The rival Palestinian factions Hamas and Fatah yesterday signed up to a Yemeni-brokered deal to negotiate a reconciliation, but hours after the signing an apparent dispute broke out over just what was included in the agreement.
Hostilities between the two groups boiled over last June when Hamas seized control of Gaza, routing forces loyal to the Palestinian President and Fatah leader, Mahmoud Abbas, in a week of deadly street battles.
Yemen is the latest country to try to revive talks between the two sides. The so-called Sanaa Declaration was signed after a week of wrangling by Fatah's parliamentary leader Azzam al-Ahmad and the Hamas No 2, Moussa Abu Marzuk.
"We, the representatives of Fatah and Hamas, agree to the Yemeni initiative as a framework to resume dialogue between the two movements to return the Palestinians' situation to what it was before the Gaza incidents," their joint declaration said.
Within hours, however, the Fatah leadership had issued a statement saying it was not content simply to discuss the broader Yemeni initiative – which envisages new elections, the creation of a government of national unity and the reform of the Palestinian security forces along national rather than factional lines. "The points of the Yemeni initiative are very clear. We want to implement them, not dialogue about them," Fatah said.
Mr Abbas's chief negotiator, Saeb Erakat, was adamant that Hamas must agree to end its control of the Strip before any dialogue could take place. He said: "Article No 1 calls on Hamas to rescind its coup and accept its obligations to the Palestine Liberation Organisation. If Hamas accepts this, then we can talk about a new page. If Hamas does not accept this, there won't be talks."
Accepting obligations to the PLO means endorsing the 1993 Oslo accords and negotiating with Israel for a two-state solution to the Palestinian problem. Hamas, which views the whole of historic Palestine as a Muslim domain, has consistently refused to do anything of the kind, though it is hinting at a long-term cessation of violence if Israel reciprocates.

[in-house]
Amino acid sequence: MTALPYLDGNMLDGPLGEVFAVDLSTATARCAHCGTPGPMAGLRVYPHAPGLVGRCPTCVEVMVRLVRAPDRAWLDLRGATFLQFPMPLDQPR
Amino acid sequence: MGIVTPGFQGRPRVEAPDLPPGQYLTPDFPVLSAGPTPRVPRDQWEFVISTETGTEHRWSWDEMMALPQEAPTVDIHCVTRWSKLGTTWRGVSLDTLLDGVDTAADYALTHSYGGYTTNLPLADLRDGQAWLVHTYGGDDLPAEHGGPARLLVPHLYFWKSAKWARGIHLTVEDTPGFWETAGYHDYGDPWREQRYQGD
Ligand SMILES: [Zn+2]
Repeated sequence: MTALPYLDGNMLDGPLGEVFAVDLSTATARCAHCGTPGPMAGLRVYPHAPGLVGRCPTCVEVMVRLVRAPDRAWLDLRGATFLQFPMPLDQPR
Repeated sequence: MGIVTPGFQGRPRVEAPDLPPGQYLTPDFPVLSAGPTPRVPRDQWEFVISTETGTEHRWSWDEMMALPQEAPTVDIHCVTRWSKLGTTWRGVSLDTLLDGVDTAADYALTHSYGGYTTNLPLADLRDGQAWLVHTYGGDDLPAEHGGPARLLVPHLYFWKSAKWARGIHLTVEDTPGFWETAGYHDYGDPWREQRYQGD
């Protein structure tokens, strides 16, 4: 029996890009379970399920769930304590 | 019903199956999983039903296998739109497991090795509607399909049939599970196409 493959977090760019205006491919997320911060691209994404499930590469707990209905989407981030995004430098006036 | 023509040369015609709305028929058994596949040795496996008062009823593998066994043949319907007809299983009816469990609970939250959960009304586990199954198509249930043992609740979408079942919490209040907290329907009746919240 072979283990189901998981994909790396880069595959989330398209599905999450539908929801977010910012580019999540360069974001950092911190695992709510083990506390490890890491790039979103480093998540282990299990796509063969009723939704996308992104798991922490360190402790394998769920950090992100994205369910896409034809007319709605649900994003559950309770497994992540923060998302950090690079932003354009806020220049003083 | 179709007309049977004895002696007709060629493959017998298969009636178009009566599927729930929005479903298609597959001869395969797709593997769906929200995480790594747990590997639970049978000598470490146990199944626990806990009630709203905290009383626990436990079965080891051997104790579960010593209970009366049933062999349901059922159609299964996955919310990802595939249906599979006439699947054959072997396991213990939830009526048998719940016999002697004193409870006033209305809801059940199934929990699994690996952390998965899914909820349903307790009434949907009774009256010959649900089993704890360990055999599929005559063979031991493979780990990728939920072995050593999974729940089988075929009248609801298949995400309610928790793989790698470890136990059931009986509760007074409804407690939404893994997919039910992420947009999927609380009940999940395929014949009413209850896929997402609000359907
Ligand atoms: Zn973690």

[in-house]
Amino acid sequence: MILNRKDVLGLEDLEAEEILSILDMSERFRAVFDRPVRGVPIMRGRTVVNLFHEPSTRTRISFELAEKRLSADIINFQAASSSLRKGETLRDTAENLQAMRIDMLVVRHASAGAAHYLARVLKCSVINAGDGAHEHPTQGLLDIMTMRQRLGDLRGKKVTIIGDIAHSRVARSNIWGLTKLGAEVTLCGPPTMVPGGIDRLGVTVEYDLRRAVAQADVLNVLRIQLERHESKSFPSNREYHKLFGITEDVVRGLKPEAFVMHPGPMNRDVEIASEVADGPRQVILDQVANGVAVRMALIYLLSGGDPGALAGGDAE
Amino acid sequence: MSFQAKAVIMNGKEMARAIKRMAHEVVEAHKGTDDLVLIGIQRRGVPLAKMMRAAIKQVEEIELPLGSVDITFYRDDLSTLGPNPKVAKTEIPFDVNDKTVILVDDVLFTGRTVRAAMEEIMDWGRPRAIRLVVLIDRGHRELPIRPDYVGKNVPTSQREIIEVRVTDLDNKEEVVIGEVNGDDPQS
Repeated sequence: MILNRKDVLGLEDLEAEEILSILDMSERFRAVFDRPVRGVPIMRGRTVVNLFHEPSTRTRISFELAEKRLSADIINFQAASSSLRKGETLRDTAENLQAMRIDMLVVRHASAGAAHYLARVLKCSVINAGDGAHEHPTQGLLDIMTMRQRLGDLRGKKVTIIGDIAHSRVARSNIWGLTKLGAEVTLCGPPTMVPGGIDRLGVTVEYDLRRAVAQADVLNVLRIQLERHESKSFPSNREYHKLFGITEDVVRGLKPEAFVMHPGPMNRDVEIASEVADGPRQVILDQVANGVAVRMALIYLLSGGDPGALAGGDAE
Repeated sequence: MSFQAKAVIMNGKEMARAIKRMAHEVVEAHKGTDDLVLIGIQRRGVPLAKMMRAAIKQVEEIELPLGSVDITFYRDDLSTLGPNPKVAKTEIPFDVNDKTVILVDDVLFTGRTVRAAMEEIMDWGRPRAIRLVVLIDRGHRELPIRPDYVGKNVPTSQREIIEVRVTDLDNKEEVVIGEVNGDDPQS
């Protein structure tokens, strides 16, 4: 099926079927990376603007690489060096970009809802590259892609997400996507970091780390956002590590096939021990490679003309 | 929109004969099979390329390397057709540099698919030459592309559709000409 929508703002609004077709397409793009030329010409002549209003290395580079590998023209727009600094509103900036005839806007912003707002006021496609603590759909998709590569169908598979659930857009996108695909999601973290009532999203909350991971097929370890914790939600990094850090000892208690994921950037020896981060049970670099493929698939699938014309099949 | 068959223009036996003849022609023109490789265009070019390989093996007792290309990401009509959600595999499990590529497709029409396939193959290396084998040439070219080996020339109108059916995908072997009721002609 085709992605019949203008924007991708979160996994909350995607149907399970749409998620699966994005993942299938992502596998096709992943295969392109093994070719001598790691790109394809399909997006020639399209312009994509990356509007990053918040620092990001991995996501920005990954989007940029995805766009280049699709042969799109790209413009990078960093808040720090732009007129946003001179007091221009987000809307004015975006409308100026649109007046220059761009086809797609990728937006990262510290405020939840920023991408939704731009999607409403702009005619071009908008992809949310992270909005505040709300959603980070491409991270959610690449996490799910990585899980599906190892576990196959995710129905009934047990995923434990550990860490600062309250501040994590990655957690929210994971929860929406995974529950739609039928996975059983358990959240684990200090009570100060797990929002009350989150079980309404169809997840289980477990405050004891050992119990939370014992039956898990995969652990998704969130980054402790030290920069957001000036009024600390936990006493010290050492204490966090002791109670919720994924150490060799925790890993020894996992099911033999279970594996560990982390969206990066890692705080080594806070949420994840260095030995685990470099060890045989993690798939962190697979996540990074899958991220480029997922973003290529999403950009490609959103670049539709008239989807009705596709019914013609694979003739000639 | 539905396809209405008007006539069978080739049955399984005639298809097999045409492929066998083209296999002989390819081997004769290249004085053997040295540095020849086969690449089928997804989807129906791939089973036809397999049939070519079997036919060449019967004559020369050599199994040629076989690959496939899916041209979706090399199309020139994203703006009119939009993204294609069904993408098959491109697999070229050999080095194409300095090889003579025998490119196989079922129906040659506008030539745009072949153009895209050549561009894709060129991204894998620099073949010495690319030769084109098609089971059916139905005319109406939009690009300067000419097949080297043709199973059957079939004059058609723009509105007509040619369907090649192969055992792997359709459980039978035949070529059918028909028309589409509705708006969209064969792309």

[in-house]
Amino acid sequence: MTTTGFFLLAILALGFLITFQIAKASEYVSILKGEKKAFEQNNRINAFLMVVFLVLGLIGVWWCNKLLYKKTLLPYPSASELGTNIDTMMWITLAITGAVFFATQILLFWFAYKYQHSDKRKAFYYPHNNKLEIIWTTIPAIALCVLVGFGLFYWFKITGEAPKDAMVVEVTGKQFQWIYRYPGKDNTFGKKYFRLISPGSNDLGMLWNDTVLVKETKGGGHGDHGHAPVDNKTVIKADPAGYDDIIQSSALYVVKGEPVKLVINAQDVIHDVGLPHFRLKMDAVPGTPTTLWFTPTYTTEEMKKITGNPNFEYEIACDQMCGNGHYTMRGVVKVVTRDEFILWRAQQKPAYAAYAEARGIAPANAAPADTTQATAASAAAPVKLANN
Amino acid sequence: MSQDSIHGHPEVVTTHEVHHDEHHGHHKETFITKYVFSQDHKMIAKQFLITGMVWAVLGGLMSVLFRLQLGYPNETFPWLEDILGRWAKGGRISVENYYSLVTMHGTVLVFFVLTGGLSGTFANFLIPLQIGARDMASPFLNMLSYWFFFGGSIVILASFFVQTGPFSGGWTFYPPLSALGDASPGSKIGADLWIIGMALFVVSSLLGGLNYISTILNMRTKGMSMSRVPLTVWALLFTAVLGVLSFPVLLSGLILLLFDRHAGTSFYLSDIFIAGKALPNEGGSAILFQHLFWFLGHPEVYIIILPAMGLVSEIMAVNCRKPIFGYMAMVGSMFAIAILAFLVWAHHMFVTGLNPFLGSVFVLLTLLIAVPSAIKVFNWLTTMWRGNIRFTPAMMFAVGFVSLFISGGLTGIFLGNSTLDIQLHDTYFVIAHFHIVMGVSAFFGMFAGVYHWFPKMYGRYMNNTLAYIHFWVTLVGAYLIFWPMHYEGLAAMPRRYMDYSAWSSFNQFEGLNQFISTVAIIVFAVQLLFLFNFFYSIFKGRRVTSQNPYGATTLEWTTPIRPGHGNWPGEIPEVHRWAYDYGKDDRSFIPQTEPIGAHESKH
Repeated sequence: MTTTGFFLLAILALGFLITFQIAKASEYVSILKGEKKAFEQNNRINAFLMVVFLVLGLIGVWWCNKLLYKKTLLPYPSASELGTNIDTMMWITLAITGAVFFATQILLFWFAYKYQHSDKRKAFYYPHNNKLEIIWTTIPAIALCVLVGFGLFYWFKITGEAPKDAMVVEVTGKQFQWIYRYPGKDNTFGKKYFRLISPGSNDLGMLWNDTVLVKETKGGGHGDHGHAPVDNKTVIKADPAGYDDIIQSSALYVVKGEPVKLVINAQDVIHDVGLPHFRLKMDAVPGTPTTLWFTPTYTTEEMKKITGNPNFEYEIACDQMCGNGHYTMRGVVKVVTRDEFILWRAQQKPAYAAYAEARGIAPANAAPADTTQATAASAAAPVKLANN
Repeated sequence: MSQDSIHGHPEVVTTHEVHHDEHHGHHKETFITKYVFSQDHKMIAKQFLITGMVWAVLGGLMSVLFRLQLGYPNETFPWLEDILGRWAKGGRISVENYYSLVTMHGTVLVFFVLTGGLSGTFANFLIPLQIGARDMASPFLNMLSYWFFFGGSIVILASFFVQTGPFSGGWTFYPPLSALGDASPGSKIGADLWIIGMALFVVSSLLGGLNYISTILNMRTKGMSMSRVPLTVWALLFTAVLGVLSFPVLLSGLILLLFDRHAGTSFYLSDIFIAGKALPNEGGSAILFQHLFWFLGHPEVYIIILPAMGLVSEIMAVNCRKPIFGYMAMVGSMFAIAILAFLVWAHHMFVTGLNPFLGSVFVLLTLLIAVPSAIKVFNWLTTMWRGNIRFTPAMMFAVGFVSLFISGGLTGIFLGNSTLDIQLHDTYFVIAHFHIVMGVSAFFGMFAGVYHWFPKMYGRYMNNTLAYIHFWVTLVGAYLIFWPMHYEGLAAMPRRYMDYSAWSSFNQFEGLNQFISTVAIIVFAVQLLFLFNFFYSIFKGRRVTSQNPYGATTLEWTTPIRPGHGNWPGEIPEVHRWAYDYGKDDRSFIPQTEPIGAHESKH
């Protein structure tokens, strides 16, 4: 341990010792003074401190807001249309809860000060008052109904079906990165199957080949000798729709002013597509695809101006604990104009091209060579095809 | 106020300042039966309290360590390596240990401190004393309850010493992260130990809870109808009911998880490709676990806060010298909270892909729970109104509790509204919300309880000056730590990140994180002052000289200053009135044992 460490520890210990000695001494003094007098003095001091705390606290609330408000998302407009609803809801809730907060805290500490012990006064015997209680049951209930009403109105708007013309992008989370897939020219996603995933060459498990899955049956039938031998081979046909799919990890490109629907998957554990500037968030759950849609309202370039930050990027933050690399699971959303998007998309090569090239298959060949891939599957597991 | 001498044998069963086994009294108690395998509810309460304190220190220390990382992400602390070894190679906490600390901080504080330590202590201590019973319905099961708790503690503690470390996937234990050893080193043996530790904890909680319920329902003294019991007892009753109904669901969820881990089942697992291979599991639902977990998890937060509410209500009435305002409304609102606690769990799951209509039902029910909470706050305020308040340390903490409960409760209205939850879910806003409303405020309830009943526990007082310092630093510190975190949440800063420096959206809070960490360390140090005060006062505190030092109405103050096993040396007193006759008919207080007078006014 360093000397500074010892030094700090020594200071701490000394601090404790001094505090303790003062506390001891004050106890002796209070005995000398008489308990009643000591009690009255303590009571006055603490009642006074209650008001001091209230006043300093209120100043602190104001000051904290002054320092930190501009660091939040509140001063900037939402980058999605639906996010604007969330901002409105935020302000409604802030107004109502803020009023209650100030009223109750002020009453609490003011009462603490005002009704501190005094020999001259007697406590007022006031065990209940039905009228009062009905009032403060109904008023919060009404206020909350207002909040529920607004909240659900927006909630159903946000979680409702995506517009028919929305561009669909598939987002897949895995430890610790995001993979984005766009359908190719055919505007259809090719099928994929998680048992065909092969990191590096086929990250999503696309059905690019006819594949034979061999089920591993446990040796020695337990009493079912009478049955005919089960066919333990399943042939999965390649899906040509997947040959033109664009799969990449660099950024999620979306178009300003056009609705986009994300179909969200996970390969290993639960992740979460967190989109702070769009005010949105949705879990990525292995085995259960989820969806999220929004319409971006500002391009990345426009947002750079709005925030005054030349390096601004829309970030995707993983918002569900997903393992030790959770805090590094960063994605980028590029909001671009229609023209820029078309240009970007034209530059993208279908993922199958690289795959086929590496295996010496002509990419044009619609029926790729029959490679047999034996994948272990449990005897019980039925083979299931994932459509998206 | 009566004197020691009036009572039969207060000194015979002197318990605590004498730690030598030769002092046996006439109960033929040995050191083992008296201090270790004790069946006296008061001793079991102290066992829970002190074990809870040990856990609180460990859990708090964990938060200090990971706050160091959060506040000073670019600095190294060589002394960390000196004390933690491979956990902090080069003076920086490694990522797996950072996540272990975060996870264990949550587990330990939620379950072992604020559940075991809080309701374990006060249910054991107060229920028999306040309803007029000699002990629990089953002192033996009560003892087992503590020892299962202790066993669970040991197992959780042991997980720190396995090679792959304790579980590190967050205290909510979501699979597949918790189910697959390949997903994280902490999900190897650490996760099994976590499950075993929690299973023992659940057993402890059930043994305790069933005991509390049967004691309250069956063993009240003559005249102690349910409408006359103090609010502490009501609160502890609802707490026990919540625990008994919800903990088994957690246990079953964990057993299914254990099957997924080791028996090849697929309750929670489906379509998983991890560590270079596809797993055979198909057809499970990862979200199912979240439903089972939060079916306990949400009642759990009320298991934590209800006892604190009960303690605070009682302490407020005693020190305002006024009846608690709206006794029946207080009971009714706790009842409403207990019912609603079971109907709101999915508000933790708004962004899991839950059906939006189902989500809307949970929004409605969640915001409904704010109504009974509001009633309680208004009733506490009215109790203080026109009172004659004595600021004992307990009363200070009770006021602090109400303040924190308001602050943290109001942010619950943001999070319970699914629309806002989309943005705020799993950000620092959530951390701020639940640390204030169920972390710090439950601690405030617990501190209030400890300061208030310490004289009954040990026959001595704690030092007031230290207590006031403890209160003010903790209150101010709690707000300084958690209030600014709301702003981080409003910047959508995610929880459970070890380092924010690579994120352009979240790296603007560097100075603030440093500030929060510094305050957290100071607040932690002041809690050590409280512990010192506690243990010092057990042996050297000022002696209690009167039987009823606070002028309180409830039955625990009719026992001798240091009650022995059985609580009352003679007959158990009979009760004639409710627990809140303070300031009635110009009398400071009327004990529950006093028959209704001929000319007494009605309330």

Fawzi Barhoum, a Hamas spokesman, said that everything would be on the table in talks with Fatah but the new dialogue had to include the West Bank as well as Gaza. Hamas is demanding that Mr Abbas restores the national unity government, led by Hamas's Ismail Haniyeh, which won elections in December 2006 but was then dismissed after Hamas gunmen seized the Strip. Mr Erakat insisted that Hamas first had to allow the Palestinian Authority back into Gaza.
Ghassan Khatib, a Palestinian commentator, welcomed the Sanaa agreement but cautioned against pinning any great hopes on it. He said: "The only significance is that it indicates that the two sides are willing to talk, to engage. This is new. But the differences are huge. It will take high-level involvement of Arab states to move things forward.
"I [hope] the Americans and the Israelis will stop vetoing a serious dialogue and the possible resumption of joint government."
The US Vice-President, Dick Cheney, who met Mr Abbas in Ramallah yesterday, reiterated America's commitment to a Palestinian state but offered no olive branch to Hamas, which Washington classifies as a terrorist organisation. Achieving the vision of a Palestinian state, he said, would require painful concessions by both Israel and the Palestinians.
Referring indirectly to Hamas, he added: "It also will require a determination to defeat those who are committed to violence and who refuse to accept the basic rights of the other side to exist."
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